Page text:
Post Doctoral Opening

The chair of International Political Theory, Prof. Darrel Moellendorf, Cluster of Excellence “The Formation of Normative Orders” at Goethe-University Frankfurt is offering a position as Research Associate (PhD) to begin in September 2016:
Eine Stelle als wissenschaftliche/-r Mitarbeiter/in
(E 13 TV-G-U, 100 %)
The appointment is limited until 31 October 2017.
Applicants should have a PhD in political philosophy or political theory and research interests in international political theory and/or climate change and justice. A thorough knowledge of English and significant international experience is expected. The language ability to work well in a German speaking environment is desirable.

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2nd CFP: Workshop on Exploitation & Coercion

The Center for Ethics & Policy at Carnegie Mellon University invites paper abstracts for an inaugural Workshop on Ethics & Policy to be hosted November 4-5, 2016 at the CMU campus in Pittsburgh, PA. We are pleased to welcome Richard Arneson as our keynote speaker.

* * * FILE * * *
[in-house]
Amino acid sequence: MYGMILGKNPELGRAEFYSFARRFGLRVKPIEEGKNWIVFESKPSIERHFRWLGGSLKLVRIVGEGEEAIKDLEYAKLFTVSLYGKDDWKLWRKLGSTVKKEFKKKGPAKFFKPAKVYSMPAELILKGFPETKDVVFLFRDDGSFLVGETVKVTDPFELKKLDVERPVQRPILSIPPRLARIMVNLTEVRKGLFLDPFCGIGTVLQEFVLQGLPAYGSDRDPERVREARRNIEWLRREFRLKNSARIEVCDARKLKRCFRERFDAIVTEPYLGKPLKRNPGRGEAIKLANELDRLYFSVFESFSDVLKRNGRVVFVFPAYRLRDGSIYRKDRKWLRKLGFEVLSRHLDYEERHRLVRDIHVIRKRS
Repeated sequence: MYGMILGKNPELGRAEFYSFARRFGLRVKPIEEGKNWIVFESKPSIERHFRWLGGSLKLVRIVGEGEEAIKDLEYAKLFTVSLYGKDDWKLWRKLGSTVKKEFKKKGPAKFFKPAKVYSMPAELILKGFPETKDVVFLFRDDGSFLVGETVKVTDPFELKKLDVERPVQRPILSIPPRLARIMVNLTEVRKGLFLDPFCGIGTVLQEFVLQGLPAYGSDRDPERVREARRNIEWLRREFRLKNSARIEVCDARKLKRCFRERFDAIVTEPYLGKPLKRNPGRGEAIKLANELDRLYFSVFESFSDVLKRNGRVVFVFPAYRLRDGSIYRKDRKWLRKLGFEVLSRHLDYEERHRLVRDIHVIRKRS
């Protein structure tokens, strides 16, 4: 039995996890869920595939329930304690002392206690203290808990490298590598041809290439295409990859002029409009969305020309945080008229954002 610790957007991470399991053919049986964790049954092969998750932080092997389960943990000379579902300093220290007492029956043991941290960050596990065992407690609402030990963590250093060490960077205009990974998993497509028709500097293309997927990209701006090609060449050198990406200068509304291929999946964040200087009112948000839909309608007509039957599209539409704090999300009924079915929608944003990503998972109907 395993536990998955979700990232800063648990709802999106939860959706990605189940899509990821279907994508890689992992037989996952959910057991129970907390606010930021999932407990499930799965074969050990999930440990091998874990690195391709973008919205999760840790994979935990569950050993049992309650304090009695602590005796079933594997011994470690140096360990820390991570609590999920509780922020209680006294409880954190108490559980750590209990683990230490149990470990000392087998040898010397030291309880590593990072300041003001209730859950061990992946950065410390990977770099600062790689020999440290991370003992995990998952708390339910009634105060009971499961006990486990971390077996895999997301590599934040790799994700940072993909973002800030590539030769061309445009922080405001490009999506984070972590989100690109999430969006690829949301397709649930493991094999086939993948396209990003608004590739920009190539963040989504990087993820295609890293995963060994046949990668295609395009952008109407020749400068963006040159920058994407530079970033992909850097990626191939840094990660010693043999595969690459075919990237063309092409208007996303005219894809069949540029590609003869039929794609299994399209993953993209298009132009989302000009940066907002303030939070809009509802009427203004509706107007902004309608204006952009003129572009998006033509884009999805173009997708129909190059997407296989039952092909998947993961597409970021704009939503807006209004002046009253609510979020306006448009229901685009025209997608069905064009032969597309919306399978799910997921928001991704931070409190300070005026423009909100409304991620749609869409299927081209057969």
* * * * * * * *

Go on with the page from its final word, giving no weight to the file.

In celebration of the 20th Anniversary of the publication of Alan Wertheimer’s seminal work Exploitation, the theme for our inaugural workshop is “Exploitation and Coercion”. Submissions are welcome on any topic germane to the works of Dr. Wertheimer, with preference given to papers related to the relevance of exploitation and/or coercion to current issues in applied ethics and policy.

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Reminder: Upcoming Deadline (July 30), for essay prize in Global Justice theory

Reminder: Upcoming Deadline (July 30)

Global Justice: Theory, Practice, Rhetoric

Jonathan Trejo-Mathys Essay Prize ($1000.00 USD), sponsored by the Clough Center for the Study of Constitutional Democracy at Boston College

The editors of Global Justice: Theory, Practice, Rhetoric invite submissions of unpublished papers for our inaugural essay prize, in honour of Jonathan Trejo-Mathys (1979-2014). Trejo-Mathys, a member of the Global Justice Network and assistant professor of philosophy at Boston College, worked in both philosophy and critical social theory. In his honour, we welcome submissions in all areas of political theory concerning global justice, and we especially welcome submissions in the areas of 1) global justice and trade or 2) the contribution of critical theory to global justice.